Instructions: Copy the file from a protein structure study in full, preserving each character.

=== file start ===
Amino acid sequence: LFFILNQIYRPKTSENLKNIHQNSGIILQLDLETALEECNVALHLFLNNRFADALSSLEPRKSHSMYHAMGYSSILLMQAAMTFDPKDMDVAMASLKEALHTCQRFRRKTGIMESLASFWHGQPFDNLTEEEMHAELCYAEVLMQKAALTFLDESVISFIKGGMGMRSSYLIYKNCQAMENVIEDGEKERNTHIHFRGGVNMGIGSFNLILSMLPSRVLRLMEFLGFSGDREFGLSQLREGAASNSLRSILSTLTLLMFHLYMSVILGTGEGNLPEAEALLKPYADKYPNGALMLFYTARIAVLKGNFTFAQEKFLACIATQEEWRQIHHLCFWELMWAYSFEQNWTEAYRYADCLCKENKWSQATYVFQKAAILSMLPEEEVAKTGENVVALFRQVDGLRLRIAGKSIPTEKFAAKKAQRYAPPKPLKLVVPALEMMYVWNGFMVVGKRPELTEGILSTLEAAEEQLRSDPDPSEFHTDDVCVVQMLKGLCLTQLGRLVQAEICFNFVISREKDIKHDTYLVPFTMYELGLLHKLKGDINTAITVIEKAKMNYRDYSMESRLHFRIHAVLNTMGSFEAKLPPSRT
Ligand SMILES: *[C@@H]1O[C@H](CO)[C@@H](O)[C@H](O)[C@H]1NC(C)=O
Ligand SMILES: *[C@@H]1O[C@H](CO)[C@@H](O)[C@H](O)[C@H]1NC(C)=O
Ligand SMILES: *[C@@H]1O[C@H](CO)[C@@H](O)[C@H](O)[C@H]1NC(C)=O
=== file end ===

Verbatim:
Amino acid sequence: LFFILNQIYRPKTSENLKNIHQNSGIILQLDLETALEECNVALHLFLNNRFADALSSLEPRKSHSMYHAMGYSSILLMQAAMTFDPKDMDVAMASLKEALHTCQRFRRKTGIMESLASFWHGQPFDNLTEEEMHAELCYAEVLMQKAALTFLDESVISFIKGGMGMRSSYLIYKNCQAMENVIEDGEKERNTHIHFRGGVNMGIGSFNLILSMLPSRVLRLMEFLGFSGDREFGLSQLREGAASNSLRSILSTLTLLMFHLYMSVILGTGEGNLPEAEALLKPYADKYPNGALMLFYTARIAVLKGNFTFAQEKFLACIATQEEWRQIHHLCFWELMWAYSFEQNWTEAYRYADCLCKENKWSQATYVFQKAAILSMLPEEEVAKTGENVVALFRQVDGLRLRIAGKSIPTEKFAAKKAQRYAPPKPLKLVVPALEMMYVWNGFMVVGKRPELTEGILSTLEAAEEQLRSDPDPSEFHTDDVCVVQMLKGLCLTQLGRLVQAEICFNFVISREKDIKHDTYLVPFTMYELGLLHKLKGDINTAITVIEKAKMNYRDYSMESRLHFRIHAVLNTMGSFEAKLPPSRT
Ligand SMILES: *[C@@H]1O[C@H](CO)[C@@H](O)[C@H](O)[C@H]1NC(C)=O
Ligand SMILES: *[C@@H]1O[C@H](CO)[C@@H](O)[C@H](O)[C@H]1NC(C)=O
Ligand SMILES: *[C@@H]1O[C@H](CO)[C@@H](O)[C@H](O)[C@H]1NC(C)=O